Dream Hunts: Extreme Elk
Follow these tips to land a giant rack the hard way.
So, have you had it with working the same tired patch of woods where there’s an orange vest in every other tree and the only game around is a single paranoid forkhorn whitetail? Why not try hunting for a change? You know: Wilderness.
Trophy animals. No civilization for 100 miles-or more. Adventure. Here are four hunts that you will never, ever forget.
The elk is not so much a mammal, or an herbivore, or a deer, but a four-legged rack upon which the spirits of hunters are broken. A mature bull is as shifty and devious as any big whitetail, but unlike the whitetail, he will not slink off and hide if you spook him-he will run 5 or 10 miles and he will not come back to give you another chance.
Your best shot at taking an elk is on a posh ranch hunt, where you’ll sleep comfortably, ride around in the ranch pickup truck, and eventually shoot some semitame bull that knows the ranch cattle by name. That is not an elk hunt. What I’m proposing here is the real thing: You live in tents, start your day at 3:30 A.M. and end it (sometimes) at 9 P.M., freeze, sweat, gasp, and stand maybe a 25 percent chance of success. But if you do connect, ah, friends, I don’t have the words to describe how good it feels.
Where to Go
For a true elk hunt there’s no better place than the Absaroka and Beartooth mountains north of Yellowstone Park in Montana. My outfitter took us by horseback on a two-and-a-half-hour ride out of Yellowstone. Once you get into camp, you are in the wilderness. It’s too remote for hikers, and that chunk of real estate is licensed to only one outfitter at a time, so you have it all to yourself.
It is mostly up- and downhill-high ridges, deep valleys, streams, small rivers, and occasional pastures where elk come to eat grass. It’s also high country. We camped at around 7,000 feet, and the high meadows we rode up to each day were close to 10,000.
What It’s Like
Because the camp has to be some distance from where the elk live, you are faced with a two-hour ride every morning to get to where you hunt. This means you’re up by four and in the saddle at five, riding out of camp in darkness so complete you can’t see your horse’s head in front of you. You get to the high pastures at seven and start glassing. The guides call to encourage the elk to come and die. If the elk aren’t home, you ride to another pasture and glass some more. You do this, with a break for lunch, until five in the afternoon, and ride back to camp, where you collapse. It’s very simple hunting, really. You just have to persist, and be lucky.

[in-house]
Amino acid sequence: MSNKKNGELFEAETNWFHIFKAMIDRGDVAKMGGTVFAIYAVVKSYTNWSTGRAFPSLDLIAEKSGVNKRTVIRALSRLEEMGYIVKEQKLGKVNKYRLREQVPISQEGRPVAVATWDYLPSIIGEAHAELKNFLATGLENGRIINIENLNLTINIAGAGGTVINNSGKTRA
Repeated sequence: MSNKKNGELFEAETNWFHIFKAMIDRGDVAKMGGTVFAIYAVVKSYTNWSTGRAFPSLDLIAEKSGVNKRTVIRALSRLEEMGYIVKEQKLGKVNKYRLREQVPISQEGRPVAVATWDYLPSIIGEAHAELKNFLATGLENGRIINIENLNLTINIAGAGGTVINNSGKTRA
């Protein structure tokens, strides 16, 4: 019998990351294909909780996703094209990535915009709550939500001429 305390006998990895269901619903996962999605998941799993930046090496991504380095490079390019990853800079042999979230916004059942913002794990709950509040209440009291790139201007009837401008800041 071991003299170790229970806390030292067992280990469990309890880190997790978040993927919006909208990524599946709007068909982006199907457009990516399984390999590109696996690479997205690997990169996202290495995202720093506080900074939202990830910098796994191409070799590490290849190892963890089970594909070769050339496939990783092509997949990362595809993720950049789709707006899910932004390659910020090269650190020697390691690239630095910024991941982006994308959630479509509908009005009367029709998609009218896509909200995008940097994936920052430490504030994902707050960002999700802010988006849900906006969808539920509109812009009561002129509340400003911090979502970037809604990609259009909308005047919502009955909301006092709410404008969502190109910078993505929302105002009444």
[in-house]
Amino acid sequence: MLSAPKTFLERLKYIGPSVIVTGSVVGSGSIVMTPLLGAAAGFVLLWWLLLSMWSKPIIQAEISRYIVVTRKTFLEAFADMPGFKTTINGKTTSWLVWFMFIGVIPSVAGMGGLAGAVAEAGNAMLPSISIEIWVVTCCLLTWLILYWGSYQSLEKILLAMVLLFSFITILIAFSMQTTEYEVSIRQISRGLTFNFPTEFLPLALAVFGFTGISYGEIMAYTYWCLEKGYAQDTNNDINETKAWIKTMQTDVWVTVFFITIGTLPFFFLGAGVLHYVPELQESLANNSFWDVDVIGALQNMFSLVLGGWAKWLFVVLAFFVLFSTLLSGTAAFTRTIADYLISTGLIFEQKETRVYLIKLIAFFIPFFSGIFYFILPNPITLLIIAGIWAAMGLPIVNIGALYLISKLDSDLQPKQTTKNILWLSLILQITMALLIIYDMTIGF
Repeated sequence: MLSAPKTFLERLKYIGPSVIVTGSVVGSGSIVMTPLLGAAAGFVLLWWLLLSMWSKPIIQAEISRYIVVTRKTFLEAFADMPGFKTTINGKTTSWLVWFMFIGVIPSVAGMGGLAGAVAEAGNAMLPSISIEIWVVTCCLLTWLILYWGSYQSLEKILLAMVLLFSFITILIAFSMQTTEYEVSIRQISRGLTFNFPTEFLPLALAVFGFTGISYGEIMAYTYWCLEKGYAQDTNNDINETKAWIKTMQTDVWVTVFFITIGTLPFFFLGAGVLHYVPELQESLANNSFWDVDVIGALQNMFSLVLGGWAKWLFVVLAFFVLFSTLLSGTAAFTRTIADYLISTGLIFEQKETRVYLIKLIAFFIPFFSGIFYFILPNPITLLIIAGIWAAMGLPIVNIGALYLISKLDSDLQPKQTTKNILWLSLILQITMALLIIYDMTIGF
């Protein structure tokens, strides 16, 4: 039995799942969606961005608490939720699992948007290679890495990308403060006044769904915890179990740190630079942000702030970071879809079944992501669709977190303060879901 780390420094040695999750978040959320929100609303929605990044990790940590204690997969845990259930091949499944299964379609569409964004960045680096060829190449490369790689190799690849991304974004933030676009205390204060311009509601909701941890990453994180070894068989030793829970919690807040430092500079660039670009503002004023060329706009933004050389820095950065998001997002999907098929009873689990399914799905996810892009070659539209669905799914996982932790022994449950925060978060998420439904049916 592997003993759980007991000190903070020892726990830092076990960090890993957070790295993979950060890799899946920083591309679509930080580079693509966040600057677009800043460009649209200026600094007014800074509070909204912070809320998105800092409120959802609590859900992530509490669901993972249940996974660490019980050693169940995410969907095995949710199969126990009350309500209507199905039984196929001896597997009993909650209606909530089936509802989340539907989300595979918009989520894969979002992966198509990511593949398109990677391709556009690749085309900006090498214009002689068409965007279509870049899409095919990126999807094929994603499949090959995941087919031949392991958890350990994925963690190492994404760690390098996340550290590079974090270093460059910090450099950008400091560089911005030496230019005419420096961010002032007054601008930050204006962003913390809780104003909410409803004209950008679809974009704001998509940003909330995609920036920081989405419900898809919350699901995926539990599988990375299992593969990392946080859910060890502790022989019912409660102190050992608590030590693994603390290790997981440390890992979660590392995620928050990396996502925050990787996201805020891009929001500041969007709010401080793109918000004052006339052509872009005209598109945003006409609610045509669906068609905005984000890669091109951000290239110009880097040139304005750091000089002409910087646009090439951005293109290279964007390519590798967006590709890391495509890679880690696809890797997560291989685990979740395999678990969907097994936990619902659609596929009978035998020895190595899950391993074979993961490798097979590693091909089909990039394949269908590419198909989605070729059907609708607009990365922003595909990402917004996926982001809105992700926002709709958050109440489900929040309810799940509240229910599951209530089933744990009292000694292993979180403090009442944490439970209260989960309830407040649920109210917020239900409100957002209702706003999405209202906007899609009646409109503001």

You also have to be in shape. I will say that again: Be in shape. There is not a hell of a lot of air at nearly 10,000 feet, and you may have to run a wind sprint to get into position to get a shot. If you die in the process, it will detract from the experience. Also, and equally important, know how to ride-at least the basics. You will be spending a minimum of four hours a day in the saddle, and if you don’t know how to ride, this is not the place to learn.
Choosing an Outfitter
Booking your hunt can be risky business. About all you can do is get references and check them out. If all an outfitter will promise is a lot of hard work, good equipment and horses, good food, and good guides, that’s what you want.
I hunted with Scott and Sandy Sallee, who run Black Mountain Outfitters out of Emigrant, Montana (406-222-7455). I have never seen a better outfit. An eight-day hunt costs about $4,000.
For more information, contact the Montana Outfitters & Guides Association, 406-449-3578; www.moga-montana.org.